Five Omokoroa property owners who have had to evacuate due to major slips in the past two weeks have no idea when they will be able to return to their homes.
Western Bay of Plenty District Council staff were monitoring slips in Omokoroa daily, a council spokeswoman said.
She said the land was still moving at the various sites where major slips had occurred in the past two weeks.
At present five properties - one each in Beach Grove, Kowhai Grove and Harbour View Rd, plus two in McDonnell St - remained evacuated for safety reasons, she said.
A section of Harbour View Rd and about 240m of the Ruamoana Walkway also remained closed as a safety precaution.
There were a few more minor slips in new locations over the long Easter weekend.
The council spokeswoman said that included on a council reserve land near the Omokoroa Bowling Club and a small walkway at Waterview Terrace.
"We are urging residents to say well clear of all slip sites and not to walk or travel through any cordoned-off areas. They're closed for important safety reasons," she said.
Kowhai Grove couple Jody Sawyers and Rhys Bradford are staying with friends after they woke on April 7 to a gaping hole in their back section.
An estimated 5000cu m of soil had slipped away, and last Thursday they lost a further 2m of their backyard as the slip crept closer to the living area of their home.
Mr Bradford said council's response, particularly from [engineering manager] Peter Clark, had been "amazing".
"Peter has visited our property every day since the first major slip to have a nosey and check it out. As far as I know there has not been any more slippage over the long weekend but if there was there's not much we could do about it.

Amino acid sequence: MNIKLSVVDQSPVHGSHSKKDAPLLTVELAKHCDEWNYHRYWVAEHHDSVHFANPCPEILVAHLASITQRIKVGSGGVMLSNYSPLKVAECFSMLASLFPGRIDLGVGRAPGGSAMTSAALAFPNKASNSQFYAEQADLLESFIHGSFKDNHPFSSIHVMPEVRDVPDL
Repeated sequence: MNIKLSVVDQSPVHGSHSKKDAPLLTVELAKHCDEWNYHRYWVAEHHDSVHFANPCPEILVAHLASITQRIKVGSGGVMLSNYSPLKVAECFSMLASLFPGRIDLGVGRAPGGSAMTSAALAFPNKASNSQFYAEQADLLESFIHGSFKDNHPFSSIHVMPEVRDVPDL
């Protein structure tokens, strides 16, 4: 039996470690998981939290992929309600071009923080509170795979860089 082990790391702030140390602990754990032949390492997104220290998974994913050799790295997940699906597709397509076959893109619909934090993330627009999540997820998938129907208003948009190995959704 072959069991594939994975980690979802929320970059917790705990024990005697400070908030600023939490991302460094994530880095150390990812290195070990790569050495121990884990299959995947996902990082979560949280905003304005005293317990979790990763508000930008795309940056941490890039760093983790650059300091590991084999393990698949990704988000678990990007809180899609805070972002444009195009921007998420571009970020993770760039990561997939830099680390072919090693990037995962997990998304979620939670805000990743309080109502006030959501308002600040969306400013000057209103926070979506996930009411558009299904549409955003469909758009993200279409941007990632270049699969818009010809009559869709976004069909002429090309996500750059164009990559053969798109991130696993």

"We take our advice from Peter and that is to stay away until it is deemed safe to return."
The couple's insurers had earlier told them it could take up to six months before a final
geotechnical engineering investigation report would be available.
Harbour View Rd property owners Paul and Corrinne Devitt are faced lengthy delays on their plans to build a house on the vacant section they bought about seven years ago.
A devastated Mr Devitt said the problem was that the huge slip that carved up part of their section had come from a property above their own.
"I spent $30,000 on geo-tech engineering testing last time there was a huge slip, about five years ago, that included bringing a huge rig up from Christchurch," he said.
Mr Devitt said the Earthquake Commission (EQC) paid for the last slip to be cleared and a retaining wall to be erected.
"What is worrying me is that just erecting a retaining wall won't solve the problem this time round, nor prevent more slips from happening again."
He said that since the latest slip EQC and council staff had told him an intensive geo-technical engineering investigation would needed.
"We're probably already out about $70,000 in costs . . . Obviously the problem is not going to be easily fixed but I'm trying not to dwell on that too much," he said.
The Devitts' neighbours had evacuated their property for safety reasons.
Property owners are urged to continue to monitor their land for signs of any movement and asked to phone the council if they have concerns or questions about slips.